Brokers have the option to work independently as contractors or to find permanent employment with an energy firm. Contract work may provide more flexibility and the opportunity to work on different projects with different clients, but it also involves more uncertainty and less job security. Full-time employment typically offers more stability and benefits, such as healthcare and retirement plans, but may be more restrictive in terms of work hours and flexibility. Consider your financial situation, risk tolerance, career goals and lifestyle preferences when deciding between contract work and full-time employment.

Related: Self-employed vs employed: Differences between the two options

What do energy brokers do?

Here are some of the main duties of an energy broker:

  • Analysing energy data and market trends: Energy brokers analyse energy data and market trends to provide insights and recommendations to clients. They understand pricing models and structures and energy regulations and policies.

  • Negotiating with suppliers and customers: Brokers negotiate with energy suppliers and customers to get the best rates and deals. They use strong negotiation and communication skills to achieve optimal outcomes.

  • Building relationships with clients and suppliers: Energy brokers build strong relationships with clients and suppliers to maintain and expand their business. This involves effective communication and relationship-building skills.

  • Developing new business opportunities: These individuals identify and develop new business opportunities to grow their client base. This involves networking, performing market research and keeping up to date with industry trends.

  • Attending industry events and conferences: Brokers attend industry events and conferences to network with others and remain current with industry developments.

  • Creating and delivering presentations and reports: Energy brokers create and deliver presentations and reports to communicate their analyses and recommendations to clients.

  • Reviewing contracts and agreements: These individuals review contracts and agreements to ensure that they're accurate and compliant with relevant regulations.

  • Managing accounts and contracts: Energy brokers manage client accounts and contracts, ensuring that they're up-to-date and accurate.

  • Providing customer service: Brokers provide customer service to their clients, responding to enquiries and addressing concerns in a timely and professional manner.

Skills for energy brokers

Energy brokers utilise various skills, including technical skills in energy management and allocation and diverse soft skills. Since they often work as part of a team, critical skills such as teamwork and communication are typically a requirement of most employers. Here are some examples of the necessary skills for energy brokers:

  • knowledge of the energy market

  • understanding of energy pricing models and structures

  • ability to analyse energy data and trends

  • knowledge of energy regulations and policies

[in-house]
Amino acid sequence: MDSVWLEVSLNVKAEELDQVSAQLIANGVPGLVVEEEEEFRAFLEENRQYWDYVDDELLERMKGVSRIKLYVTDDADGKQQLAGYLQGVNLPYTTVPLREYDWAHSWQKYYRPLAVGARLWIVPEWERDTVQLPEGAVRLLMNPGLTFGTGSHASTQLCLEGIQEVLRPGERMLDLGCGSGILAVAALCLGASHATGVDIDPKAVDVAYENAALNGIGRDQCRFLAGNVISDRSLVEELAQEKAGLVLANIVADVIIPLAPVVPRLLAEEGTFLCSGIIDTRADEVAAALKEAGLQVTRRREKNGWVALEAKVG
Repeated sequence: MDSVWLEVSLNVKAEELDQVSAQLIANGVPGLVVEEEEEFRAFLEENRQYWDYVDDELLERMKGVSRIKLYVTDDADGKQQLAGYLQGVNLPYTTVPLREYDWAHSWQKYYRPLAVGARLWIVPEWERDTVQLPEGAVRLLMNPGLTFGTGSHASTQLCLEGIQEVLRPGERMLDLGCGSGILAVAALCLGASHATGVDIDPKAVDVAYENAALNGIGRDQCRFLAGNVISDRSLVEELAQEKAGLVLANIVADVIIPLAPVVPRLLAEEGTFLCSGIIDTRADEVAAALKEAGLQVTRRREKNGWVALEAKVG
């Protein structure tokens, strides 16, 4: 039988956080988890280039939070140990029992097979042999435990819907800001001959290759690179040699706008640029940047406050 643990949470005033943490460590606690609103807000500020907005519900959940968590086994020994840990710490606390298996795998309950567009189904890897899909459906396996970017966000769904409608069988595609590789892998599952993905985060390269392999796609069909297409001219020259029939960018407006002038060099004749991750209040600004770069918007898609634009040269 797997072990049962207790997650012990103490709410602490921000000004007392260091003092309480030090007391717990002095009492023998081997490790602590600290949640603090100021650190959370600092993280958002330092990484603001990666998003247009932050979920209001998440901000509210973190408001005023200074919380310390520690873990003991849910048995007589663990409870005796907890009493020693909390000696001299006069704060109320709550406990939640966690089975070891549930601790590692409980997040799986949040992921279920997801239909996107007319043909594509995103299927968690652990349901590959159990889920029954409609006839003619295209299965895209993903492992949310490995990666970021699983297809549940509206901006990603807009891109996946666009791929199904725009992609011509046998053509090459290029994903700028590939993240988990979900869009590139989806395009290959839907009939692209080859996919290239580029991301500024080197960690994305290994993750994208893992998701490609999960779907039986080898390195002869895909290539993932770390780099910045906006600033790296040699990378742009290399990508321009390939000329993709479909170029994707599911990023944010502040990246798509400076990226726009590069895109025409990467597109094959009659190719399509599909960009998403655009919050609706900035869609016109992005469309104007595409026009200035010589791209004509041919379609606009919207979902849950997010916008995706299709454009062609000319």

• familiarity with energy management systems and software

  • understanding of energy efficiency technologies and practices

  • proficiency in data analysis tools

  • ability to create and deliver presentations and reports

  • negotiation

  • contract management

  • relationship-building

  • active listening

  • time management

  • problem-solving

  • critical thinking

  • attention to detail

  • organisation

  • customer service

  • adaptability

  • flexibility

  • self-motivation

  • positive attitude

  • leadership

Related: Energy engineer skills (with definition and examples)

Typical workday for an energy broker

The typical workday for an energy broker involves a mix of activities, including analysing energy data and market trends, negotiating with suppliers and customers and developing new business opportunities. They may spend time communicating with clients, responding to enquiries and building relationships with suppliers and customers. Energy brokers may also attend meetings and events, create and deliver presentations and review contracts and agreements. Since it's necessary for brokers to remain up to date with industry regulations and policies, they also spend time researching new technologies and energy efficiency practices.

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Work environment for an energy broker

The typical work environment for an energy broker can vary depending on the company and the broker's role. Energy brokers may work in an office setting, either independently or as part of a team, or work remotely. They may spend time travelling to meet with clients and attend events. Brokers require access to relevant energy data and software and communication tools to interact with clients and suppliers.

They may work long hours, especially during peak energy trading periods, and may face challenges such as making quick decisions and negotiating deals. A professional, detail-oriented and analytical work environment is helpful for energy brokers to succeed.

Related: 11 best practices for remote working policies and procedures